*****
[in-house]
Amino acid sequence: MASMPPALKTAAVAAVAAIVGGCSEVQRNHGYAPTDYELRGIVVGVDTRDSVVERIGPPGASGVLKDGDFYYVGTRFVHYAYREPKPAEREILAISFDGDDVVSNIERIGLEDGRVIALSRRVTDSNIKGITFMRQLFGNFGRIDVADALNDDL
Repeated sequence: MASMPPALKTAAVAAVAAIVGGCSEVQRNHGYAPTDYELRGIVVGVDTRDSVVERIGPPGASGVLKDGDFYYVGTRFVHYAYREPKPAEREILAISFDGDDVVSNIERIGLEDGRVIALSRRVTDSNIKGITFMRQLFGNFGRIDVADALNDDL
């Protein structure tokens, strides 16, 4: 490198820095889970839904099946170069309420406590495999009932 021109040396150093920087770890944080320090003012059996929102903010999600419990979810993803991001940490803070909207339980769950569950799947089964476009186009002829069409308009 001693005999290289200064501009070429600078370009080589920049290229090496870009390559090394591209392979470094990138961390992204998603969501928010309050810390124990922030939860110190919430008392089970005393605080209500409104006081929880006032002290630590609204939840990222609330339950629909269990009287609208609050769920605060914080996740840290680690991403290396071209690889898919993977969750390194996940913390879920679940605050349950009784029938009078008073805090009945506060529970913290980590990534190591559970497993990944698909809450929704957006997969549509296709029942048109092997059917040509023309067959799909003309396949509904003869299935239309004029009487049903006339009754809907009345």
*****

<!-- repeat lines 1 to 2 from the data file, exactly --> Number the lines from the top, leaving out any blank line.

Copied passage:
[in-house]
Amino acid sequence: MASMPPALKTAAVAAVAAIVGGCSEVQRNHGYAPTDYELRGIVVGVDTRDSVVERIGPPGASGVLKDGDFYYVGTRFVHYAYREPKPAEREILAISFDGDDVVSNIERIGLEDGRVIALSRRVTDSNIKGITFMRQLFGNFGRIDVADALNDDL